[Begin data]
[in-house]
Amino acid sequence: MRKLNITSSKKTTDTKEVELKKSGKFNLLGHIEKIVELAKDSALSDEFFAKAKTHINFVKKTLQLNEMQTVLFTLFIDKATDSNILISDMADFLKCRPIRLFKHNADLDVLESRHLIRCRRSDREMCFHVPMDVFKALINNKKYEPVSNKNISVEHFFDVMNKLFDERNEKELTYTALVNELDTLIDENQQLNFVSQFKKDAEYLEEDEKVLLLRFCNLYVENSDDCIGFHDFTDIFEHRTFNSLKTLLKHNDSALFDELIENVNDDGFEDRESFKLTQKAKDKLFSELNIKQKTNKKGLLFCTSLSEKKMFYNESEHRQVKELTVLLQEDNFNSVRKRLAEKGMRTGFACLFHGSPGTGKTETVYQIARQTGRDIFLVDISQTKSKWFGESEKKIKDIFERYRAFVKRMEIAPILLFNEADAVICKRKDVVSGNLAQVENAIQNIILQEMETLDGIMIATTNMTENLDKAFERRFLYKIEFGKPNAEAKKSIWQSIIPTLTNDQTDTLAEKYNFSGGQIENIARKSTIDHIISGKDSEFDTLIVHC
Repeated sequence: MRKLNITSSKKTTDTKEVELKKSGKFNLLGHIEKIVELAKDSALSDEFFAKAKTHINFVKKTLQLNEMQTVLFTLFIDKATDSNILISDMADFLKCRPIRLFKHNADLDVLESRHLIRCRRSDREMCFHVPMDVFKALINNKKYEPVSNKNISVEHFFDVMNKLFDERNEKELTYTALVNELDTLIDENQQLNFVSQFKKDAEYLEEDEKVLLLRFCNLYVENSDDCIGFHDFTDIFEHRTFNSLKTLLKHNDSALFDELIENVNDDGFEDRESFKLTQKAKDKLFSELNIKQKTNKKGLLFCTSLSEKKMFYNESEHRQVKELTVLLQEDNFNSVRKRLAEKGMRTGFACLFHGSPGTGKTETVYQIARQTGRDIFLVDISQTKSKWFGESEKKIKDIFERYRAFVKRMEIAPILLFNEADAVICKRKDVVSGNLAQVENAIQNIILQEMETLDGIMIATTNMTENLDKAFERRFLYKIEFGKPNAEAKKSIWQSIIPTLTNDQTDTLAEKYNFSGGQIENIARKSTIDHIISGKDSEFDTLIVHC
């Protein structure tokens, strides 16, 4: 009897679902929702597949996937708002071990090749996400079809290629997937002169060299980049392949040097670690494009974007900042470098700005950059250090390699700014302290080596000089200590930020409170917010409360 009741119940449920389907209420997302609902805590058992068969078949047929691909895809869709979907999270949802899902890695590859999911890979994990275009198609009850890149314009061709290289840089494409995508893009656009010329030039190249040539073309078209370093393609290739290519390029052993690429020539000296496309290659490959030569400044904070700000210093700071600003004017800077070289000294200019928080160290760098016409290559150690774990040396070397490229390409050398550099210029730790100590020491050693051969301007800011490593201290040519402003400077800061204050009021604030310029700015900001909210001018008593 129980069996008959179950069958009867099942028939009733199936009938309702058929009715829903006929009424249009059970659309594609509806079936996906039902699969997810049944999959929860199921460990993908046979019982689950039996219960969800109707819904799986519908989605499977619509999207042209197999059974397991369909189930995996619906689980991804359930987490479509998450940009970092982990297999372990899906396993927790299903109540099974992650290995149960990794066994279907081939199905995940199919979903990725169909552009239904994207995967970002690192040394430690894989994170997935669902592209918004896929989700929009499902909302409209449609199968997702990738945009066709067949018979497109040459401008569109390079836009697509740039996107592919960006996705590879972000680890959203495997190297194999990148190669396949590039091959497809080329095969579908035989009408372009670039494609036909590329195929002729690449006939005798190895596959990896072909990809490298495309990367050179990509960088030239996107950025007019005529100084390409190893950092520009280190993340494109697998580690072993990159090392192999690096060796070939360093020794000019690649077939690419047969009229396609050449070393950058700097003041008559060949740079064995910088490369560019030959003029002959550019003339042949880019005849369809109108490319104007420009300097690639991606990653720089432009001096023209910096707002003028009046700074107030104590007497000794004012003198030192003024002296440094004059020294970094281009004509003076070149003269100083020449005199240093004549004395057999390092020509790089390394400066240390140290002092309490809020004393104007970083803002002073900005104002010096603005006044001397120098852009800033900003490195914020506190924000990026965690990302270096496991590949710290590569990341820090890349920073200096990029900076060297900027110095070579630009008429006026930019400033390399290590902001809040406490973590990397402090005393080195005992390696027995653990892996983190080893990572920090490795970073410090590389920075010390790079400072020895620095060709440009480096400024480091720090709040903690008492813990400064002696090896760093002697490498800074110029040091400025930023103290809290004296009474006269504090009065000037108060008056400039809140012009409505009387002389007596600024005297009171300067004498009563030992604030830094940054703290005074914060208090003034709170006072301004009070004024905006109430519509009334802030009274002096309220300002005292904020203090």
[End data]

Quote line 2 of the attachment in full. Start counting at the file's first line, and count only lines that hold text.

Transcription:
Amino acid sequence: MRKLNITSSKKTTDTKEVELKKSGKFNLLGHIEKIVELAKDSALSDEFFAKAKTHINFVKKTLQLNEMQTVLFTLFIDKATDSNILISDMADFLKCRPIRLFKHNADLDVLESRHLIRCRRSDREMCFHVPMDVFKALINNKKYEPVSNKNISVEHFFDVMNKLFDERNEKELTYTALVNELDTLIDENQQLNFVSQFKKDAEYLEEDEKVLLLRFCNLYVENSDDCIGFHDFTDIFEHRTFNSLKTLLKHNDSALFDELIENVNDDGFEDRESFKLTQKAKDKLFSELNIKQKTNKKGLLFCTSLSEKKMFYNESEHRQVKELTVLLQEDNFNSVRKRLAEKGMRTGFACLFHGSPGTGKTETVYQIARQTGRDIFLVDISQTKSKWFGESEKKIKDIFERYRAFVKRMEIAPILLFNEADAVICKRKDVVSGNLAQVENAIQNIILQEMETLDGIMIATTNMTENLDKAFERRFLYKIEFGKPNAEAKKSIWQSIIPTLTNDQTDTLAEKYNFSGGQIENIARKSTIDHIISGKDSEFDTLIVHC